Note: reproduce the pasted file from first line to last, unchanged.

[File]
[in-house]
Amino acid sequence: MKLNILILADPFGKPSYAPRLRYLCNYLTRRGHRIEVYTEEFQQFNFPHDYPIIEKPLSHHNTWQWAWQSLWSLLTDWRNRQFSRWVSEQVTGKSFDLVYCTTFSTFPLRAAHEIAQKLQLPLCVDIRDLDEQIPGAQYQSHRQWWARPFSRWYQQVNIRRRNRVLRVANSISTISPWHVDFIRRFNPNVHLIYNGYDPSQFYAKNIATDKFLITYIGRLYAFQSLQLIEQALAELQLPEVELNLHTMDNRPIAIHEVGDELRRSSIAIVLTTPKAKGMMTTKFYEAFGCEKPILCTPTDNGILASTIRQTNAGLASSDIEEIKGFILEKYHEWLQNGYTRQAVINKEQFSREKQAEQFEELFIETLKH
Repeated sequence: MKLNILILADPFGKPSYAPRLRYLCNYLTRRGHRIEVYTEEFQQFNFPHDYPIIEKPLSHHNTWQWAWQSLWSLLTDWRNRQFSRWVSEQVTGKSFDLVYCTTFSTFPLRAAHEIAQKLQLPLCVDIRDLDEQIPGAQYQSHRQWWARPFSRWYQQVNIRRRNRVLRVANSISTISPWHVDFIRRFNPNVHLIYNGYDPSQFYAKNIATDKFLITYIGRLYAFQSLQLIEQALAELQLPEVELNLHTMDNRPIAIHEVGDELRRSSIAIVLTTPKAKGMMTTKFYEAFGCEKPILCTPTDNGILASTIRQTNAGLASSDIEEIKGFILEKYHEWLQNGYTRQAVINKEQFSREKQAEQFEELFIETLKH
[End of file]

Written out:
[in-house]
Amino acid sequence: MKLNILILADPFGKPSYAPRLRYLCNYLTRRGHRIEVYTEEFQQFNFPHDYPIIEKPLSHHNTWQWAWQSLWSLLTDWRNRQFSRWVSEQVTGKSFDLVYCTTFSTFPLRAAHEIAQKLQLPLCVDIRDLDEQIPGAQYQSHRQWWARPFSRWYQQVNIRRRNRVLRVANSISTISPWHVDFIRRFNPNVHLIYNGYDPSQFYAKNIATDKFLITYIGRLYAFQSLQLIEQALAELQLPEVELNLHTMDNRPIAIHEVGDELRRSSIAIVLTTPKAKGMMTTKFYEAFGCEKPILCTPTDNGILASTIRQTNAGLASSDIEEIKGFILEKYHEWLQNGYTRQAVINKEQFSREKQAEQFEELFIETLKH
Repeated sequence: MKLNILILADPFGKPSYAPRLRYLCNYLTRRGHRIEVYTEEFQQFNFPHDYPIIEKPLSHHNTWQWAWQSLWSLLTDWRNRQFSRWVSEQVTGKSFDLVYCTTFSTFPLRAAHEIAQKLQLPLCVDIRDLDEQIPGAQYQSHRQWWARPFSRWYQQVNIRRRNRVLRVANSISTISPWHVDFIRRFNPNVHLIYNGYDPSQFYAKNIATDKFLITYIGRLYAFQSLQLIEQALAELQLPEVELNLHTMDNRPIAIHEVGDELRRSSIAIVLTTPKAKGMMTTKFYEAFGCEKPILCTPTDNGILASTIRQTNAGLASSDIEEIKGFILEKYHEWLQNGYTRQAVINKEQFSREKQAEQFEELFIETLKH